When you’re pregnant, there are hundreds of questions to ask your doctor, from whether or not your baby will be a boy or a girl, to whether they'll be happy and healthy.

A new study sheds light on another concern: Can obesity actually be transmitted from mother to child during pregnancy?

Thanks to the obesity epidemic, more women are overweight or obese before and during pregnancy. The result? Their babies “tend to have higher birth weights and more body fat, and carry an increased risk of obesity and chronic diseases later in life,” the study’s authors wrote.

What contributes to obesity during and after pregnancy?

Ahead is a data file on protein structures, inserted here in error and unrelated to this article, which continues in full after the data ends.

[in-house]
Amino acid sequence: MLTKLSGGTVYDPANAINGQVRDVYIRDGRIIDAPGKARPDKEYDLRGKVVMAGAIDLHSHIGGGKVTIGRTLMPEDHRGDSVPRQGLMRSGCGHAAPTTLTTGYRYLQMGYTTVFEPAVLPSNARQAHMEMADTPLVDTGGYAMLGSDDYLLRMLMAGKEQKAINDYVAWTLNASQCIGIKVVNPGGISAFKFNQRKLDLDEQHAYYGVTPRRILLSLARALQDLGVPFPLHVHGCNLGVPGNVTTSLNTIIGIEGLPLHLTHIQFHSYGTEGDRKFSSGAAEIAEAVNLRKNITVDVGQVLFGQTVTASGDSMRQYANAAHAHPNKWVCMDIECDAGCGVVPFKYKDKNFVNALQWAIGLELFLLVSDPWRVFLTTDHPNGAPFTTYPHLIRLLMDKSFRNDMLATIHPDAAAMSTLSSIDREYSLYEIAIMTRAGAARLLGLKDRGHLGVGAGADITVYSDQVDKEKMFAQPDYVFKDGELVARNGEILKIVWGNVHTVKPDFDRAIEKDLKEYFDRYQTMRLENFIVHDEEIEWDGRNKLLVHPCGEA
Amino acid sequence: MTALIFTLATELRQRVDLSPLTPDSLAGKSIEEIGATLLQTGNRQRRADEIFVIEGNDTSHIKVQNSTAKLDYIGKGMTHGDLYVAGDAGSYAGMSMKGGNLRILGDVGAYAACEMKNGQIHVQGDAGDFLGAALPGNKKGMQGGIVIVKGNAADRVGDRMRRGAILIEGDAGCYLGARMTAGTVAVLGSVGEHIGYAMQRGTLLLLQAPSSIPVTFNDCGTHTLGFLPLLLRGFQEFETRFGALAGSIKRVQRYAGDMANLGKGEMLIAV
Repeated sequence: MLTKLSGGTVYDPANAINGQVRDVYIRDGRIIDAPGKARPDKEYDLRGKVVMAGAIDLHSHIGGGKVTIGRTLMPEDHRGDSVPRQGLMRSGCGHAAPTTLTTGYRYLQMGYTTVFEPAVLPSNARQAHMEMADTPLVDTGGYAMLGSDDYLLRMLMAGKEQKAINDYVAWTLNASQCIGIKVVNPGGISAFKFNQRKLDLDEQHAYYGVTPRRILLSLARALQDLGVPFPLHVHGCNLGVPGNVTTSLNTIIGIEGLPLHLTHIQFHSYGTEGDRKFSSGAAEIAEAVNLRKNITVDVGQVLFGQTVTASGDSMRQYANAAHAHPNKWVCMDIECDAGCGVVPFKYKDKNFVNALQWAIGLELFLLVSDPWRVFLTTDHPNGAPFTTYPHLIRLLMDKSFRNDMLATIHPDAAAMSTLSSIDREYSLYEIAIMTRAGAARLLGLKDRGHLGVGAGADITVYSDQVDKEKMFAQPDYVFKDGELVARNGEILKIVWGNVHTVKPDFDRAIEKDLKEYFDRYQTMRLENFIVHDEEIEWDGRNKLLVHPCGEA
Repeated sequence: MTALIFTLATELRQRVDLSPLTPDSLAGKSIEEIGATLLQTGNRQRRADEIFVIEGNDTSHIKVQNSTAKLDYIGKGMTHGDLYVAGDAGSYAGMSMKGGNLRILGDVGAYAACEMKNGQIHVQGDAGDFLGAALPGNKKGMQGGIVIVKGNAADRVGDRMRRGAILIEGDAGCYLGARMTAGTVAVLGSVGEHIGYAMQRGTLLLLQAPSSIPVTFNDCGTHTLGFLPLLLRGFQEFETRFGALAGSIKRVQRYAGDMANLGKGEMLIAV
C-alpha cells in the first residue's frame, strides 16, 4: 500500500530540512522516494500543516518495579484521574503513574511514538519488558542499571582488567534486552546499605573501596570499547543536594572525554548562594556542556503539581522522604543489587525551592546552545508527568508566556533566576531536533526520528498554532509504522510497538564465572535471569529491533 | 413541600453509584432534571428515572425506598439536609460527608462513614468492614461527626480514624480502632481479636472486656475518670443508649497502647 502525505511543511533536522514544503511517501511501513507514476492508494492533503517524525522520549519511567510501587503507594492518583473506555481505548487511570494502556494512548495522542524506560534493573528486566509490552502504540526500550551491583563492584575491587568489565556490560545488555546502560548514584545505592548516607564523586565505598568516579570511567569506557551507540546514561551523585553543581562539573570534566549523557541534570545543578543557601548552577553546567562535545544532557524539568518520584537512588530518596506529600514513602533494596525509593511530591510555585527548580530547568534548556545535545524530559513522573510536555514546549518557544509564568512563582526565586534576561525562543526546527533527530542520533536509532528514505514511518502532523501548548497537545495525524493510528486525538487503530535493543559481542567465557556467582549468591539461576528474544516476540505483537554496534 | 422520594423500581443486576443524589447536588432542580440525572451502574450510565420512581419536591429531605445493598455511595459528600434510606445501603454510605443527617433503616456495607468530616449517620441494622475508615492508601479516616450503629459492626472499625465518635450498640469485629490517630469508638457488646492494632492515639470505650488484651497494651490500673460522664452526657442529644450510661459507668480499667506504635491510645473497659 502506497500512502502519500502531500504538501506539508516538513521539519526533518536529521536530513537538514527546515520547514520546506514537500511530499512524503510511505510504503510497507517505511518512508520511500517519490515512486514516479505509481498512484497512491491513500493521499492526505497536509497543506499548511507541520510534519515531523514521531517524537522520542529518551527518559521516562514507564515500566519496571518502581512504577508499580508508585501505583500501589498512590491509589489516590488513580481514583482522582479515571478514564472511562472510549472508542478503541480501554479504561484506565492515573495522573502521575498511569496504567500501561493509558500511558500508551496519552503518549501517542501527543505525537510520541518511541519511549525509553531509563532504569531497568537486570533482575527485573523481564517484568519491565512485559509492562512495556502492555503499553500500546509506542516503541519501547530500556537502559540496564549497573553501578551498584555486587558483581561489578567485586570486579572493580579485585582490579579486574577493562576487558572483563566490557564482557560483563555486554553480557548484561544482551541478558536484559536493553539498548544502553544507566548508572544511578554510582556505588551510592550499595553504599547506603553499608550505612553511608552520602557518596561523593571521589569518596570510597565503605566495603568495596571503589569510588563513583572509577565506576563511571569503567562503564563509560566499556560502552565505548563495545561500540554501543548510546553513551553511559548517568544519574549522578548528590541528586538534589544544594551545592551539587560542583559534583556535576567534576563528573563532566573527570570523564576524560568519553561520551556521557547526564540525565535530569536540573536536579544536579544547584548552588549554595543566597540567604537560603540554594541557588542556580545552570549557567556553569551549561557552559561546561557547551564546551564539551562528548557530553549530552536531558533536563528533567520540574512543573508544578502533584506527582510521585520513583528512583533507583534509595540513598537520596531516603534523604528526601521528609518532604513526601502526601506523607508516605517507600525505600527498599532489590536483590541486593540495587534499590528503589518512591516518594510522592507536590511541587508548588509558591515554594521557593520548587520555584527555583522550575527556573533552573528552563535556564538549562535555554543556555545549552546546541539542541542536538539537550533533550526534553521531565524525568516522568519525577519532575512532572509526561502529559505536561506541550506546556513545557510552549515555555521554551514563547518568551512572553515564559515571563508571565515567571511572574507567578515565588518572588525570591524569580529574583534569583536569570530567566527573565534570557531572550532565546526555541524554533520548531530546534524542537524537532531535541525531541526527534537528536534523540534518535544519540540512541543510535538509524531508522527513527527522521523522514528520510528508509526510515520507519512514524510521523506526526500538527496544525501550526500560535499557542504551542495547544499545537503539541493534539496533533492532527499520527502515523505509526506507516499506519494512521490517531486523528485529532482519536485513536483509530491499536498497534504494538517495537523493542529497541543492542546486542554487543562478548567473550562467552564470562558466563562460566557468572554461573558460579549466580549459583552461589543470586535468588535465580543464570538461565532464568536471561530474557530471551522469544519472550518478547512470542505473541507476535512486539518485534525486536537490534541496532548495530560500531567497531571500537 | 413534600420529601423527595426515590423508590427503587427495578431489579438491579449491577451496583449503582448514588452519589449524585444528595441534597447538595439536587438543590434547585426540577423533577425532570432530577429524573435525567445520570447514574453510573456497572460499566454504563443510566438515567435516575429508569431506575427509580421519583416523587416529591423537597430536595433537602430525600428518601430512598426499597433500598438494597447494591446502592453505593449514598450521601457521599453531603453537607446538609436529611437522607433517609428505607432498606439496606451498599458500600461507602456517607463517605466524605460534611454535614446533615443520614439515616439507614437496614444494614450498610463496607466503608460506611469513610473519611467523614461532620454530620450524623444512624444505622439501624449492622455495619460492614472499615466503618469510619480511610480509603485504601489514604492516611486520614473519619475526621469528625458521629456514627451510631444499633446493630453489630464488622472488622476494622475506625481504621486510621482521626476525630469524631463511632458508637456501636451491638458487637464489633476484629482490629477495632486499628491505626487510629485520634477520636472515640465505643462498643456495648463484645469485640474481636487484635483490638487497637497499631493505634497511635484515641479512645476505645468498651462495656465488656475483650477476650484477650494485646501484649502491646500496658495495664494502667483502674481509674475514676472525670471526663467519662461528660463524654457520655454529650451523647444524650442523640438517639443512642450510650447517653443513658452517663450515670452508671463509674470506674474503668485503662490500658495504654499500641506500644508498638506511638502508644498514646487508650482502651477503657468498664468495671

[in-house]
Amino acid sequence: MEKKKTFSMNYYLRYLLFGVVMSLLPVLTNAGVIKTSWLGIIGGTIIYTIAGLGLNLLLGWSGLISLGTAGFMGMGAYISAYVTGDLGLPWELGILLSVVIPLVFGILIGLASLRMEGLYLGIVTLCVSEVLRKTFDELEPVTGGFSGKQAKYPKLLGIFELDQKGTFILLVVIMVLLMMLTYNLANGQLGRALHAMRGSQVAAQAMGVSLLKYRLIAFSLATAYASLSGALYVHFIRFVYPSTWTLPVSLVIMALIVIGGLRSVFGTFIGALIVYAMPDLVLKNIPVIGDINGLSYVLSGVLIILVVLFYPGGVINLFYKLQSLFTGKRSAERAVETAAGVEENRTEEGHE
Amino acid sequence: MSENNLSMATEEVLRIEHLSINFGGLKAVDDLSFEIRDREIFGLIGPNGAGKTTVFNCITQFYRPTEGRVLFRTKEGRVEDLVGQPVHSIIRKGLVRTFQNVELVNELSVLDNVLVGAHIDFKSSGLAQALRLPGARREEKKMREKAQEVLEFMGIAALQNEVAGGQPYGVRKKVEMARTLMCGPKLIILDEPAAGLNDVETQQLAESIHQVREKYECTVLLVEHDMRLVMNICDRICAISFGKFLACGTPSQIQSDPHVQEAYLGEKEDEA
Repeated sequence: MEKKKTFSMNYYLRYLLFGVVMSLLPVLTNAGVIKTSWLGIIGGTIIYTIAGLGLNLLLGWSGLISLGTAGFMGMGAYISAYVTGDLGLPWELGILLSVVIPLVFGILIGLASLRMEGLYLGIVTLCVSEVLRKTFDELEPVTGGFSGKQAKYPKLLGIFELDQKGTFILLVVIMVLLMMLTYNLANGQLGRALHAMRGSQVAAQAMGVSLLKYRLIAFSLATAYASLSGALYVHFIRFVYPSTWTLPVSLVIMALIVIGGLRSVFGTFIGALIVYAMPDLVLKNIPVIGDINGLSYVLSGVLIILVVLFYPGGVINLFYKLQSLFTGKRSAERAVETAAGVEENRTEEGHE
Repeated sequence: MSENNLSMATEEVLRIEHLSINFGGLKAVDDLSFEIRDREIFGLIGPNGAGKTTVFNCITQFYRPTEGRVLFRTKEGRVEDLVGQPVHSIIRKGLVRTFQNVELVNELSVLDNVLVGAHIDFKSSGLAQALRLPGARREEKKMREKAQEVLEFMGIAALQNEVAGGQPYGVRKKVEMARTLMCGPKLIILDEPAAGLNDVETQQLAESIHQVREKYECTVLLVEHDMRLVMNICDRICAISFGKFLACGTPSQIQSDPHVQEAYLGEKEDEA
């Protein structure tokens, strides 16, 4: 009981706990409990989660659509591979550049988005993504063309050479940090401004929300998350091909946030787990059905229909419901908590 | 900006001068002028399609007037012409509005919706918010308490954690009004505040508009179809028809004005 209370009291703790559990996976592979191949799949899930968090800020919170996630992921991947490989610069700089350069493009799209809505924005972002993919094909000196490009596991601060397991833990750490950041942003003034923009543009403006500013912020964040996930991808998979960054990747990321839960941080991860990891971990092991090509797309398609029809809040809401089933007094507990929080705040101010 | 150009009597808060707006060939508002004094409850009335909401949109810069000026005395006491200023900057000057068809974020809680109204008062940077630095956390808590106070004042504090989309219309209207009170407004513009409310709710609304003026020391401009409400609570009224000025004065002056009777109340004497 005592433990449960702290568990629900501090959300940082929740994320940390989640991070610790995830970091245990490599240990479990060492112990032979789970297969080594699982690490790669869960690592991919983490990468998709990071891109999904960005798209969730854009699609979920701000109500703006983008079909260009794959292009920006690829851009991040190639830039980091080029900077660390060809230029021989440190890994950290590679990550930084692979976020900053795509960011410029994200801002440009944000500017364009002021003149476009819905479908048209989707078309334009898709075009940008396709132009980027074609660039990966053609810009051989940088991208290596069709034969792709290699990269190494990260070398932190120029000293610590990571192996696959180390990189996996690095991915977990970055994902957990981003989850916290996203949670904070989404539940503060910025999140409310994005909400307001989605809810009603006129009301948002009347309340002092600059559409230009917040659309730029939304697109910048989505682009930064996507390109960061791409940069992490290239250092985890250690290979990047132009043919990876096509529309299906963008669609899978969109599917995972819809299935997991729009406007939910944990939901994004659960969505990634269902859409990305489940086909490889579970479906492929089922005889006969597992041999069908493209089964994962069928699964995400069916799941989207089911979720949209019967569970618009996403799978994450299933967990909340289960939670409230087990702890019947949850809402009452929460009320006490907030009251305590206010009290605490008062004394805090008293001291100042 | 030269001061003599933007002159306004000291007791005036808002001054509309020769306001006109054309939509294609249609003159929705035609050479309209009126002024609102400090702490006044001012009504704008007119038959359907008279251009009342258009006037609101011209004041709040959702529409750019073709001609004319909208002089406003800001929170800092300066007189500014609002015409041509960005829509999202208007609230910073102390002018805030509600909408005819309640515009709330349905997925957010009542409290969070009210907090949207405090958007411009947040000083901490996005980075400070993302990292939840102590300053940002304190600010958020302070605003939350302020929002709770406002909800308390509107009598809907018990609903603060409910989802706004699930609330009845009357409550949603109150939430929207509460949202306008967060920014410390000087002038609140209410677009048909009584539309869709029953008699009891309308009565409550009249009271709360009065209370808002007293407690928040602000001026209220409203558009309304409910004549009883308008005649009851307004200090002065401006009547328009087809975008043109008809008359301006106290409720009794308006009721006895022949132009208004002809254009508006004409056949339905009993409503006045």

An article recently published in Annals of Nutrition and Metabolism, identified factors such as maternal diet and gestational weight gain during pregnancy.

It also suggests that postnatal diet, activity level and family lifestyle determine long-term health risks for the infant.

The study’s authors suggest the solution is “targeted nutritional advice to women, especially those that are obese, to improve nutrition and health status before, during or after pregnancy.”

What do you think? Given the magnitude of the obesity epidemic, what’s the best way to prevent these health issues in infants?

-Katharine Watts, Associate Web Editor


Related:
5 ways Canadians are fighting obesity
Should you put your child on a diet?
Are Canadians too fat?